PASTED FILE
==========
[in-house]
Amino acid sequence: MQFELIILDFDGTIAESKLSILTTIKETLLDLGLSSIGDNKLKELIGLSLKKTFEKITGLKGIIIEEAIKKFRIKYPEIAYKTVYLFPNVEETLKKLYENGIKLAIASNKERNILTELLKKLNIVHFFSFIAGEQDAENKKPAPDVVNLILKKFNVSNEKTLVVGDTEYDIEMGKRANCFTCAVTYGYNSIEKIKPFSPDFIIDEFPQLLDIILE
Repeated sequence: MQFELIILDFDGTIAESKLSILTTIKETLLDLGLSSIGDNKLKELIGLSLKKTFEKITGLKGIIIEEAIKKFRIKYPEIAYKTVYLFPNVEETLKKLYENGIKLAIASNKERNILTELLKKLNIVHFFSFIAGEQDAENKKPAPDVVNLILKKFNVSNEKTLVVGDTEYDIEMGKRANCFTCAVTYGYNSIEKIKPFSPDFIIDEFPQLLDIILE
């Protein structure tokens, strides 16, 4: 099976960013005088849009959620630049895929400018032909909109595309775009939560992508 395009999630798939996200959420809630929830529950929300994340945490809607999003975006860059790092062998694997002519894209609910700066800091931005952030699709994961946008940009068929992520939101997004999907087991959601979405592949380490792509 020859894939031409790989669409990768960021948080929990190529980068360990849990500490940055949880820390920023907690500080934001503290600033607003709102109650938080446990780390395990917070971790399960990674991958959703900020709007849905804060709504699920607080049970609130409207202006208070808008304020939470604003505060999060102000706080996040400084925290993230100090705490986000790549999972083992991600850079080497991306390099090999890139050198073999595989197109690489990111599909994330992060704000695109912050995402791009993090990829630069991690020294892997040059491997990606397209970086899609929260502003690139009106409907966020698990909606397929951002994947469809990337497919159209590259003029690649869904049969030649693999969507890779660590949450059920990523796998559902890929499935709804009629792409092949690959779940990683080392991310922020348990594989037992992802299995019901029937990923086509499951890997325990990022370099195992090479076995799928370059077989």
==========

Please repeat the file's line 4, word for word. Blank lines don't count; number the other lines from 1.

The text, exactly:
């Protein structure tokens, strides 16, 4: 099976960013005088849009959620630049895929400018032909909109595309775009939560992508 395009999630798939996200959420809630929830529950929300994340945490809607999003975006860059790092062998694997002519894209609910700066800091931005952030699709994961946008940009068929992520939101997004999907087991959601979405592949380490792509 020859894939031409790989669409990768960021948080929990190529980068360990849990500490940055949880820390920023907690500080934001503290600033607003709102109650938080446990780390395990917070971790399960990674991958959703900020709007849905804060709504699920607080049970609130409207202006208070808008304020939470604003505060999060102000706080996040400084925290993230100090705490986000790549999972083992991600850079080497991306390099090999890139050198073999595989197109690489990111599909994330992060704000695109912050995402791009993090990829630069991690020294892997040059491997990606397209970086899609929260502003690139009106409907966020698990909606397929951002994947469809990337497919159209590259003029690649869904049969030649693999969507890779660590949450059920990523796998559902890929499935709804009629792409092949690959779940990683080392991310922020348990594989037992992802299995019901029937990923086509499951890997325990990022370099195992090479076995799928370059077989």